Yesterday the great and the good of the criminal justice community and Home Affairs correspondents from every major news outlet gathered bright and early to hear what New Kid on the MoJ block, David Gauke had to say about his plans as Secretary as State. It only seems like a few months since we gathered to hear previous David’s (Lidington) vision of the same… (clue: that’s because it is). Whatever your opinion of the current incumbent, everyone agrees that even a passing nod to stability at the top of the Ministry of Justice would be useful in combating some of the worse conditions and highest rates of self-harm, suicide and violence ever seen in our prisons.
To recap, in 2017 there were: 295 deaths in custody, a record high of 42,837 self-harm incidents, a record high of 28,165 assaults (13% of which were serious) and almost 8,000 assaults on prison staff. Today the Prison Officer’s Association are threatening strike action, following a life-threatening assault on an officer in HMP Bedford at the weekend. This follows on from Chris Grayling’s tenure as Minister of Justice (2012-2015; he famously was the only minster who managed to implement the full cuts demanded of his department by George Osborne. Now over-crowding is rife. Spice and other NPS are rife, and the consequent violence that comes with that. Basic repairs are not carried out (cf: Carillion, who held many maintenance contracts for Victorian prisons). HMP Liverpool continues to fail with the ‘worst conditions inspectors have ever seen’ and HMP Nottingham was subject to an Urgent Notification from the Chief Inspector of prisons due to conditions there. Whichever way you cut it, our prisons are indisputably in crisis, as acknowledged by the Tory Chair of the Justice Select Committee Bob Neill, as early as 2015.
Gauke’s speech hinged on prison as a place of protection (of the public), punishment and rehabilitation; he wants prisons to be places of humanity, hope and aspiration – who can disagree with that? But one might hope that as Secretary of State he would utilise the significant, findings of recent reports – commissioned by his government – to create a route to the bright utopia he imagines, rather than harking back to his DWP days, saying “As Secretary of State at the Department for Work and Pensions, I saw how a mixture of positive incentives, support and sanctions can influence behaviour and help people change their lives for the better.” I’d say the verdict is still very much out on the benefit or otherwise of DWP style sanctions; we don’t need Gauke to be to prisons what Grayling is to transport.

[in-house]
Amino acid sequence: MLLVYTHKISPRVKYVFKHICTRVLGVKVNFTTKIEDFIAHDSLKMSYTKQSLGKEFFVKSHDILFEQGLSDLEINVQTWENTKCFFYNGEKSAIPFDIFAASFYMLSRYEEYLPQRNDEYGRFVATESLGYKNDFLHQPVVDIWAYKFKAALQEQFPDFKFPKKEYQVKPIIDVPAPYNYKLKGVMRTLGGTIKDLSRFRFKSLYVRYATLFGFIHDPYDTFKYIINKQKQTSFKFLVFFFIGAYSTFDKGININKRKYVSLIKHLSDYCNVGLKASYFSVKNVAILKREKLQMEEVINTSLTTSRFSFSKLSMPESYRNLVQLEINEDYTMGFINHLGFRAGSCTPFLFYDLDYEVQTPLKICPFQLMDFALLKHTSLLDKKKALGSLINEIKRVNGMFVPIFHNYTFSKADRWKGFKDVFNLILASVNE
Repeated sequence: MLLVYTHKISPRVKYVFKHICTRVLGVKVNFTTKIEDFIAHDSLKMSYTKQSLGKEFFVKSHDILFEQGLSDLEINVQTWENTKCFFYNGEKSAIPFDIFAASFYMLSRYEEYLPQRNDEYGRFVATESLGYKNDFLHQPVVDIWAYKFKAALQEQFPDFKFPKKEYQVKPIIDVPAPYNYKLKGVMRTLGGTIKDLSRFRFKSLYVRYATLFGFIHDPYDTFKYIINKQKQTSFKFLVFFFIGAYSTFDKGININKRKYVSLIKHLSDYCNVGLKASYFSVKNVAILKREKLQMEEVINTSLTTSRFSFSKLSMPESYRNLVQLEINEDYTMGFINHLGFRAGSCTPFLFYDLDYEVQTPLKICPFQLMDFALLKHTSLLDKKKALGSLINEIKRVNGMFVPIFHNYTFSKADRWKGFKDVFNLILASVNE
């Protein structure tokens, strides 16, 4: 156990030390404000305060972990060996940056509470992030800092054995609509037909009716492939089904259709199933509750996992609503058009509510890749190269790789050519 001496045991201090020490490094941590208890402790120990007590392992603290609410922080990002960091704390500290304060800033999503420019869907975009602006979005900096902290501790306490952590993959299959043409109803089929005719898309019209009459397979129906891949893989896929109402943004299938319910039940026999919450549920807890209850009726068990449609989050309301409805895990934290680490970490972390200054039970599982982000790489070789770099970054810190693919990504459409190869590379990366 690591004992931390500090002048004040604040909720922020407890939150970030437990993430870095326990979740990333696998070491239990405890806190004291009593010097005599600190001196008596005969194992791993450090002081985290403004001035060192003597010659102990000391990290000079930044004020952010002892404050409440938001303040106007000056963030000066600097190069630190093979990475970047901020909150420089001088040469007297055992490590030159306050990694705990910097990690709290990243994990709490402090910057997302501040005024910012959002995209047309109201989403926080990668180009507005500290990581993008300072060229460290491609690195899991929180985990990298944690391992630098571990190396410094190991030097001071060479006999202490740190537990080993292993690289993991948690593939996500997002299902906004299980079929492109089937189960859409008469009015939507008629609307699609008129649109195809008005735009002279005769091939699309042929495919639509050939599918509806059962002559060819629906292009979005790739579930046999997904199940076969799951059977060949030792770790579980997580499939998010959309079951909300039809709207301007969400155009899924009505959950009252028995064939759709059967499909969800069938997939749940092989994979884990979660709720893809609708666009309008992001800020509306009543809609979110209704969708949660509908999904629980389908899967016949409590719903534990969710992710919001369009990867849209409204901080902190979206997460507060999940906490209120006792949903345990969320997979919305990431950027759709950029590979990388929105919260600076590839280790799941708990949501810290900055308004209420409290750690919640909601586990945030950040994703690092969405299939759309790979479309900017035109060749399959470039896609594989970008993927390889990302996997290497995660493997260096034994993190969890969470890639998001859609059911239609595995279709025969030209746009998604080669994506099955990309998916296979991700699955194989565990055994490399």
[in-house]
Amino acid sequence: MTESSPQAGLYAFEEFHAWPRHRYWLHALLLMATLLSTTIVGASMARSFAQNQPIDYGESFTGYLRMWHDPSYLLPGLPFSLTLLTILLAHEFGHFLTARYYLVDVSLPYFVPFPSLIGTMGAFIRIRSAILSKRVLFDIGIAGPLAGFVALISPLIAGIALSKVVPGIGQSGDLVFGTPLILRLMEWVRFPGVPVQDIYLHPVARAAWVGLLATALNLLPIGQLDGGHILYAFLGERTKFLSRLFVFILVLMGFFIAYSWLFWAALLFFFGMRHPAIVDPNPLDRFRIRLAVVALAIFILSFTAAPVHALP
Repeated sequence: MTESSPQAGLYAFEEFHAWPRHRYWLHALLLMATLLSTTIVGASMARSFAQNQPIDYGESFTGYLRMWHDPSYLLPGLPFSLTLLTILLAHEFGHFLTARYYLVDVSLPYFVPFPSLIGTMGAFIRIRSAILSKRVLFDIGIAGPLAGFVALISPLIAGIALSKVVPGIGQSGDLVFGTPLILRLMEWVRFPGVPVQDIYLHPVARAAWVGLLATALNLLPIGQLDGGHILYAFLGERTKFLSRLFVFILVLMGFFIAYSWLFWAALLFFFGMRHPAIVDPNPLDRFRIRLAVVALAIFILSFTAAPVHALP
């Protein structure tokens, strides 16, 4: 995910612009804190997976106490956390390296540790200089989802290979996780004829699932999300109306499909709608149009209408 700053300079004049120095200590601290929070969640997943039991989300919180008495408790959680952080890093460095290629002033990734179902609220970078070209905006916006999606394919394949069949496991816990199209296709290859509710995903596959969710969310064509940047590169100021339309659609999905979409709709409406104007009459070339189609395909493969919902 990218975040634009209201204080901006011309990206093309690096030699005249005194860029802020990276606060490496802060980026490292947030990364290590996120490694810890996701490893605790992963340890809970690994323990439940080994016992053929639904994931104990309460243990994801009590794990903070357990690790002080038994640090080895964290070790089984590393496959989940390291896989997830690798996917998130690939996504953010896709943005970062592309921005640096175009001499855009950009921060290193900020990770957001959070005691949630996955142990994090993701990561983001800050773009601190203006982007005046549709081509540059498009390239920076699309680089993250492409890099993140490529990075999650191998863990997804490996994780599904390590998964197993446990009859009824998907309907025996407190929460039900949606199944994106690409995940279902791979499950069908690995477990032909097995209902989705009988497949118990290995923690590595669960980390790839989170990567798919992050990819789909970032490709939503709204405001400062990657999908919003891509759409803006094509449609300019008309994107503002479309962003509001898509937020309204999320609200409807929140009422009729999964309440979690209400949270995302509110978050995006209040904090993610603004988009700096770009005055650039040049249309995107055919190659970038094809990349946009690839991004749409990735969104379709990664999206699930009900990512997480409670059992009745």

Disappointingly his speech mentioned not the Farmer Review and its crucial findings re: reducing reoffending and family connections; he did not mention the watershed Lammy Review into ethnic disproportionality in the justice system; nor was the HMPPS commissioned, four year long, with 700 interviews, study by the Runnymede Trust considered suitable for inclusion in his thinking, policy-making or speech. These reports go to the heart of the structural difficulties and inequalities of our deeply broken system, with plenty of excellent game-changing recommendations but this morning Gauke, in his first speech in this role, opted for some rearranging of deck chairs on a notoriously doomed ship with a side order of scape-goating in the form of drugs and organised crime.
Drugs – especially spice, organised crime and the increasingly semi-permeable membrane between the prison wall and gangs outside, are clearly huge issues. But they are part of a complex jigsaw of issues – including staffing cuts, crumbling buildings, insufficient health provision, a lack of legal aid, overcrowding – to name but a few, which result in this perfect storm of prison meltdown in 2018. I applaud the better use of tech and more funding for intelligence announced this morning to halt the pernicious impact of drugs and organised crime, but to offer it as a panacea or silver bullet for the entrenched and complex issues facing our justice system is naïve at best and negligent at worse.
This is a tough role. With all my heart I wish Gauke to be good at this job and to abate the misery in our system. I join him in wishing to see “prisons that are safe: with orderly, purposeful and structured regimes, free from violence, intimidation and self-harm.” If he wants to achieve this, I implore him to read the key reports and talk to those us of who’ve worked in or been through the system to understand the root of the issues to create an evidence-based roadmap out of our costly (in every sense), present hell and into the sunny uplands he espouses. We owe it to our society, the people in prisons and the victims of crime, wherever they be and whoever they are.